The government’s proposed higher market borrowing at ₹14.95 lakh crore budgeted for 2022-23 has made bond markets jittery. Department of Economic Affairs Secretary Ajay Seth allays fears of crowding out private sector borrowers a day after the Union Budget at his North Block office. Excerpts:  There is a perception that gross government borrowing pegged at near ₹15 lakh crore for 2022-23 as against ₹12 lakh crore this fiscal is very high? Will it crowd out private sector borrowers?

When we look at any number, we have to look at it relative to GDP. Now fiscal consolidation announced by the Finance Minister last year, we are on track. Several economists had suggested that the fiscal consolidation path in post pandemic world should be gradual instead of rushing to achieve say 3 per cent of GDP as fiscal deficit. The government has in this Budget responded to the needs of the economy while at the same being fiscally responsible. Both are being taken care. Fiscal deficit is financed from several areas including market borrowing, small savings etc. Instead of looking at market borrowing, you should also factor in how small savings are expected to play out. We expect small savings to come in at ₹4.25-lakh crore next fiscal as against ₹6-lakh crore this year. So this will impinge on our market borrowing.

So do you think this high government borrowing will crowd out private sector borrowers?

No I don’t think so. Whatever capital private sector wants to invest, there is enough savings available for them to tap. 

What about 10-year G-Sec hitting 6.95 per cent? We are confident that between the RBI and government, the borrowing for 2022-23 can be completed in a non-disruptive manner. There are different ways to facilitate that and combined effort of RBI and Government will facilitate that part. As far as interest rates are concerned, that is function of market. Interest rates are a function of what retail inflation is all about. As far as retail inflation is concerned, we are confident that it will remain in the policy band if 4+/-2 percentage points. This year it may not be (-) 2 per cent.  Budget has allowed RBI to issue Central Bank Digital Currency (CBDC). What about amendment to RBI Act?

Amendment to RBI Act has been proposed in the Finance Bill. The RBI Act so far does not provide the definition of a “bank note”. For the first time, we are defining a “bank note” under Indian law. The RBI Act will define “bank note” means a bank note issued by the central bank whether in physical and digital form. We have also ensured that certain sections of the RBI Act that applies to say mutilation of physical notes will not apply to bank notes in digital form. There will be a carve out for that.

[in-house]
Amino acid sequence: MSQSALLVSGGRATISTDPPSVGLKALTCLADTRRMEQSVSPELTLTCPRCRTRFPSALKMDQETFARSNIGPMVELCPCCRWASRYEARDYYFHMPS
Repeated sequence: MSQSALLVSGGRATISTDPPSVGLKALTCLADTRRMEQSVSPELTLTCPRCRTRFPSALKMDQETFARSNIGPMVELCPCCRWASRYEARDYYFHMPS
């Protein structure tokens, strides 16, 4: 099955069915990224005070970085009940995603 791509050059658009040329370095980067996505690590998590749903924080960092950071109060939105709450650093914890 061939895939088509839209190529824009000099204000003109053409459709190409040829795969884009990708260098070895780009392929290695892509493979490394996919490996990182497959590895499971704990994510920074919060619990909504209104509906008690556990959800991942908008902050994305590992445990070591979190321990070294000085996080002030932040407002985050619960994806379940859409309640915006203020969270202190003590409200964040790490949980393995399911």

Will the CBDC to be issued by the RBI will have any underlying asset or will it function like any fiat currency?

I don’t think there will be any underlying asset. It will be fiat currency in digital form. Being digital, it is programmable and one can build products and services around it. 

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Can a common citizen look to earn interest on the CBDC account that he will be allowed to maintain with the central bank? The RBI will come up with guidelines at the time of issuing CBDC. There is going to be wholesale digital rupee (transfer of money from one institution to another within India) and retail digital rupee. Both require different set of technology and both may not happen together. Which will be the sequence is still unknown and RBI will get into that area. 

What about amendment to Fiscal Responsibility and Budget Management (FRBM)? Are we looking for separate amendment to FRBM Act or a new FRBM law?

At this point of time we feel that amendment is not required. There is a clearly spelt out glide path. The question is what happens post 2025-26. Already debt to GDP ratios are elevated. There are still uncertainties that we are carrying and so it is difficult now to take a clear path on post 2025-26. Global situation is still evolving and so we felt that formal amendment to FRBM Act will have to wait than act on it now. How long we have to wait, I am not getting into that now.

Do you think Budget proposal on taxation of virtual digital assets should be accompanied by amendment to FEMA law?

I don’t think any amendment to FEMA law or rules are required. FEMA rules are clear. An individual can take out only $2,50,000 in a year and invest overseas. Anybody buying crypto assets beyond this limit is breaking the law. He should get ready to be hauled up. 

Overall stance on how to deal with crypto has not been taken. We have moved only on the perspective of bringing such incomes to tax. The clarity has been given on taxation front. The Budget neither endorses nor legitimises cryptos. Other than taxation, it remains unregulated. So all avenues in terms of policy response for a ban or otherwise— discussions are still on.